endar for the January term of the Su
preme Court, to open on Monday, Jan.
7th, Third Associate Justice Bickerton
presiding. Attorney-General C. W. Ash
ford prosecutes for theCrown in criminal
cases-: ,
HAWAIIAN JUKY CRIMINAL CASES.
Haawinaaapo, selling liquor. Achi for
defendant. - , ,
Molteno. selling liquor. Ivaulukou for
defendant.
Kea we, assault and battery.
Kaulukou
defendant. '
Waialeale and Ahaula, manslaughter, 2d
deree.
fiahaiola, larceny. 4th'degree. Kaulukou
for defendant.
tov.', selling liquor
Kaulukou 'for de-
fendant.
FOREIGN JURY CRIMINAL CASES.
Ah Fook, possession of opium. V, V.
Ashford for defendant.
Ah Wa, possession of opium. Kaulukou
and Ashford for defendant.
Kennedy,' opium in possession. Magoon
for defendant.
Haystlden, conspiracy
lJIackuurii,
fast driving. Neumann for
defendant.
Wery, selling liquor. Monsarrat for de
fendant. Ah Tai, gaming. Kaulukou for defend
ant. Ypck Lan, possession of opium. Magoon
for defendant.
McDonald, fast driving. Kaulukou for
defendant.
Lau Niu, violating liquor laws. V. V.
Ashford for defendant. ' - ""
Ah Chee, possession of opium.
Houdlette, violating passport laws. Neu
mann for defendant.
Bennett, larceny, 3d degree.
MIX-ED JURY CIVIL CASES.
Minister of Interior vs. James Keau, as
sumpsit. Attorney-General for - plaintitF.
ICahanaiini vs. Ashford, crini con. Rosa
for plaintiff; Creightou for defendant.
Kanakanui vs. Leslie, assumpsit. Smith
and Achi for plaintiff.
Kekai vs. Yim Quon, ejectment. Achi
for plaintiff; Kaulukou for defendant.
Trustees Bishop estate vs. Kala, eject
ment. Kane for defendant.
Joliva vs. Kaulukou, assumpsit. Whit
ing for plaintiff; Rosa for defendant.
Bowier vs. Ekaksia o Ivaurnakanih, con
tract. Creightou for plaintiff; Castle for
delenuant.
Estate of Charles Brenitr, probate apneal.
Brown for petitioner: V. V. Ashford for
appellants.
Aio vs. Lindsev. assumpsit. Brown for
plaintiff.
Hardv vs. Kihikihi. eiectmen't. Castle
for plaintiff.
Colbtirn vs. Cavford. tort. Rosa and
Whitinerfor plaintiff.
l'aico vs. Monwar. eiectruent. Rosa for
plaintiff.
Whiting and Rosa for plaintiff'; Brown for
detendant.
Kaahanui vs. Kingsley. trespass. Ka
ulukou for plaintiff;' Peterson for defen
dant.
Princeville Plantation Co. vs. Mauliola,
ejectment, llartwell for plaintiff; Rosa
for defendant.
HAWAIIAN JURY CIVIL CASES.
Kalauola vs. Ivekukahiko, ejectment.
Kane lor plaintiit; . Thompson and ivaulu
kou for defendant.
Kaloa alias Kamehaiku vs. Nali.im,
ejectment. Achi for plaintiff; Hitchcock
& Hitchcock for defendant.
FOREIGN JURY CIVIL CASES.
Barry vs. McCully, assumpsit. Rosa for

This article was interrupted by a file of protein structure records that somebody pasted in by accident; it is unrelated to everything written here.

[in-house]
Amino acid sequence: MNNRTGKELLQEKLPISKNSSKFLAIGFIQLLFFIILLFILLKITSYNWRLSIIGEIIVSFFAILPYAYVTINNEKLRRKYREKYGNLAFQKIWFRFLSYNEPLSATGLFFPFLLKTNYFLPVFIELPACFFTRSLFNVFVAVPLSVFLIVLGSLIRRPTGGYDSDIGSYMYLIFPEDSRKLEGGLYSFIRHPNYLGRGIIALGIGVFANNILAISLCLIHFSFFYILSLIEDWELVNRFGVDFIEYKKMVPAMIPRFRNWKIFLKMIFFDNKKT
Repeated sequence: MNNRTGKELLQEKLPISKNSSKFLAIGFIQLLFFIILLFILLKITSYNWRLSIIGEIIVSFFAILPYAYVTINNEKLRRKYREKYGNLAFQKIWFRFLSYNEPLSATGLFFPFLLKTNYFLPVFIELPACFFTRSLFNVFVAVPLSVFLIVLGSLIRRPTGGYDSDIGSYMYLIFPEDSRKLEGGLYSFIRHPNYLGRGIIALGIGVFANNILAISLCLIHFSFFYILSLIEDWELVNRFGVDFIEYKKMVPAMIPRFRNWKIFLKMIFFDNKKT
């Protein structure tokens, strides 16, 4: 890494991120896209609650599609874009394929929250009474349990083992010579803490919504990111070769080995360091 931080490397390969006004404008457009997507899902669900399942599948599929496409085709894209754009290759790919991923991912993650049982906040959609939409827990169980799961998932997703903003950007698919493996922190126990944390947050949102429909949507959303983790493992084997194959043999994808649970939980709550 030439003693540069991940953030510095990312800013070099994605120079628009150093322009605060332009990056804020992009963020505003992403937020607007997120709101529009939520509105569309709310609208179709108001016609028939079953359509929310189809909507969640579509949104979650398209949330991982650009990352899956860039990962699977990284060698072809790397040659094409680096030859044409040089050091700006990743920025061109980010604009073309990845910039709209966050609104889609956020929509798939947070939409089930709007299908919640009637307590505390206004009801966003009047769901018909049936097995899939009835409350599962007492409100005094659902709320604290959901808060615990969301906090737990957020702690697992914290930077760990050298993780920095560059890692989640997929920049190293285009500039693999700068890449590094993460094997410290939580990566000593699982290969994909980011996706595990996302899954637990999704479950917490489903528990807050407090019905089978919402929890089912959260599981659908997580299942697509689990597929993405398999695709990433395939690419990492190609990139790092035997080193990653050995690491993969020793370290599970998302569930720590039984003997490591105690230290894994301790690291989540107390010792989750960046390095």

plaintiff; Peterson for defendant.
Crawford vs. Brings, assumpsit.
Macfarlane vs. McCandless, assumpsit.
Ashford & Ashford for defendant.
Sherman vs. Harrison, assumpsit. Hart
well for plaintiff.
Peacock vs. d'Abreu, assumpsit. Whit
ing for plaintiff; Ashford & Ashford for
defendant. .
Parke vs. Peacock, trover. Brown for
plaintiff; Whiting for defendant.
McChesney vs. Cartwr;ght, assumpsit,
llartwell for plaintiff.
Ah Hoy vs. Larsen, case. Magoon for
plaintiff; Attorney-General for defendant.
Oornwell vs. Fernandez, trespass. Neu
mann for plaintiff.
Bancroft Company vs. Graenhal.h, as
sumpsit. Ashford fc Ashford for plaintiff.
Mung Chun vs. Nolte, trespass. Castle
for plaintiff; Brown for defendant.
Bowler vs. Hawaiian Government, as
sumpsit, llartwell and Whiting for plain
tiff; Attorney-General for defendant.
Wong Ko vs. Hawaiian Government, as
sumpsit. Castle for plaintiff; Attorney
General for defendant.
Yee Wo Chan vs. Ah Dak, assumpsit.'
Neumann for plaintiff.
Yee Wo Chan vs. Ah Dak et al, assump
sit. Neumann for plaintiff.
More vs. Hawaiian Government, assump
sit. Neumann for plaintiff; Attorney-General
for defendant.
Bowler vs. Board of Immigration, as
sumpsit, llartwell and Whiting for plain
tiff. BANCO.
Martin vs. Kerr, exceptions from Octo
ber Term. Ashford &; Ashford for plain
tiff; Hartwell for defendant.
Kahanaiki vs. Kohala Sugar Co., excep
tions from October Term, 1887. Smith for
plaintiff; Castle for defendant.
Kapahu vs. Oilman, equity appeal. Rosa
for plaintiff; Creighton for defendant.
t i r" . . j
ivuanaiewa . vs. lvipi, exceptions ironi
October Term. Brown for plaintiff; Smith
for defendant.
Manuhoa va. Ako, exceptions from Octo
ber Term, 1887. Achi for plaintiff; Castle
for defendant.
Thurston vs. Aviett, equity appeaL
Smith for plaintiff; Rosa for defendant.
Kanaloa vs. Union Mill Co., exceptions
from October Term. Achi for plaintiff;
Smith and Rosa for defendant.
Castle vs. Smith, equity appeal. Castle
for plaintiff; Smith for defendant.
Along vs. Kale, appeal from Honolulu
Police Court. Magocm for plaintiff; Bare
naba for defendant.
The King vs. Nuolani, exceptions from
2d Circuit. Attorney-General for plaintiff:
Rosa for defendant.
The King vs. Aiona, exceptions from 3d
Circuit. Attorney-General for plaintiff;
Neumann and Rosa for defendant.
Ward vs. Wood, apjieal from Intermedi
ary Uourt. ureighton tor nJamtiii: Castle
for defendant.
DIVORCES.
vs. Brush (k).
Brush (w)
Smith for
plamtit-
ivaaiemauna (w) vs. Ansa (!c.
jva-ne
for plaintiff; Rosa for defendant.
Kahananui
(W) vs.
plaintiff;
Ivaliananm (kV